Break free: New treatment helps people stop using addictive opioid painkillers

Addiction to opioid pain relievers

A landmark clinical study tested a program that included combined individual and group support sessions. It found that one in five individuals were able to stop using opioids without experiencing an increase in pain levels after one year. This new treatment option is considered an alternative to the use of opioids and, according to experts, has the potential to significantly improve patients’ quality of life.

Scientists from the University of Warwick and James Cook University Hospital in Middlesbrough have led a clinical study, funded by the National Institute for Health and Care Research (NIHR), into a new treatment that could help people stop relying on opioid painkillers for chronic pain management.

Prescription opioids are currently used by over 1 million people in the UK, with more than 50,000 of these people having used these medicines for six months or more. This imposes a significant financial burden on the NHS, with estimated annual costs reaching €500 million.

Recent NHS initiatives have succeeded in reducing opioid prescribing by 8%, saving around 350 lives.

New research has found evidence that it could help many more people stop using opioid pain relievers.

Despite evidence that long-term opioid use is harmful, there are currently no alternative treatments available to safely help people who are coming off opioids and are still coping with chronic non-cancer pain.

A team of researchers and physicians has developed and successfully piloted an intervention program designed to guide individuals to stop prescription painkillers, reduce opioid intake, and learn to manage pain using alternative techniques in a course that combines individual and group support.

1 in 5 people stopped taking opioids within a year

The study, titled I-WOTCH (Improving the Wellbeing of People with Opioid Treated Chronic Pain), found that the intervention program helped 1 in 5 people stop taking opioids within a year, without replacing their medications and without making their pain worse.

Between 2017 and 2020, more than 600 people took part in the randomized controlled trial who had been taking strong opioids regularly for at least three months at the start of the trial. Participants were recruited from general practice practices in North East England and the Midlands.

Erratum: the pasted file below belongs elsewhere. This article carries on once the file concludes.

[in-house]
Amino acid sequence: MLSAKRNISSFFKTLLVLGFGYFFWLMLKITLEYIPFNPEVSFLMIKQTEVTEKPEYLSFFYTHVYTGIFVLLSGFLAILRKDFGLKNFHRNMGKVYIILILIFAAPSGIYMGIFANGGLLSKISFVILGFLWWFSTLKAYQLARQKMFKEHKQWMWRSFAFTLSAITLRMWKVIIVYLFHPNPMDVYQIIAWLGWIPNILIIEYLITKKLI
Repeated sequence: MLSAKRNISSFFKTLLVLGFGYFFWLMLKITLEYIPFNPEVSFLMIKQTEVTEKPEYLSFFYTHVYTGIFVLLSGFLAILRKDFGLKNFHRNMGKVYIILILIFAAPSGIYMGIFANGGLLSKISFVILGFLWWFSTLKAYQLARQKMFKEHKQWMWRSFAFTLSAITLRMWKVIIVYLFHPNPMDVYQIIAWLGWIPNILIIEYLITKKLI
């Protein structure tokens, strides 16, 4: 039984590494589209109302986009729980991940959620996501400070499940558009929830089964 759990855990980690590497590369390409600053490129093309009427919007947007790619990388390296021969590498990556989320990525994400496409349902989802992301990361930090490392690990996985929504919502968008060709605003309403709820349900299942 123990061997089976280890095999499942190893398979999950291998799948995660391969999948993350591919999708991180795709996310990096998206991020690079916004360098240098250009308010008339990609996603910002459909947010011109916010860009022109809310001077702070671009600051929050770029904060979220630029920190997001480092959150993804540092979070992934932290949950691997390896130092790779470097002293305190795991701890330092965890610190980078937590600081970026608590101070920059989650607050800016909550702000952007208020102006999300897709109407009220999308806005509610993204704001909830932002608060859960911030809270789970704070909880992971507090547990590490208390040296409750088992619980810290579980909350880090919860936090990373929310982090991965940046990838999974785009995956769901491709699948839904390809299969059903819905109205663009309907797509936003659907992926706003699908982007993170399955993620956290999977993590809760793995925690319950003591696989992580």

The study compared two treatments, dividing participants randomly into two groups. One group was given access to existing medical care, as well as a self-help booklet and relaxation CD; the second group had the same and also took part in an intervention program specially developed by the study group.

The intervention program included sessions on coping techniques, stress management, goal setting, mindfulness, posture and movement advice, how to manage any withdrawal symptoms, and pain control after opioids.

Participants filled out questionnaires about their daily functioning and interval pain reliever intake during the study.

After a year, 29 percent of people who took part in the intervention program were able to come off their opioids completely, compared with only 7 percent who were treated with their existing primary care physician, self-help booklet and CD.

There was no difference between the two groups in terms of pain or how the pain interfered with their lives.

Combined group and individual key support to reduce opioid need

Harbinder Kaur Sandhu, Professor of Health Psychology at the University of Warwickwho led the clinical trial, said: Structured, group-based, and psychoeducational self-management interventions help people better manage their daily lives with a long-term condition, including persistent pain, but few of these have specifically targeted patients considering opioid withdrawal.

The results of the trial are extremely promising. Many people who have been taking prescription pain relievers for a long time experience harmful side effects but may feel reluctant to stop taking them because they think it might make their pain worse or they don’t know how to discuss this with their doctor.

Our study found a treatment that could help people wean opioid-free, safely, supportively, and gradually. It is a supported decision between the patient and the doctor and not a forced reduction. The program helps people learn alternative ways to manage their pain and help overcome withdrawal challenges, and has the potential to give people an overall better quality of life.

Opioids have little long-term impact on chronic pain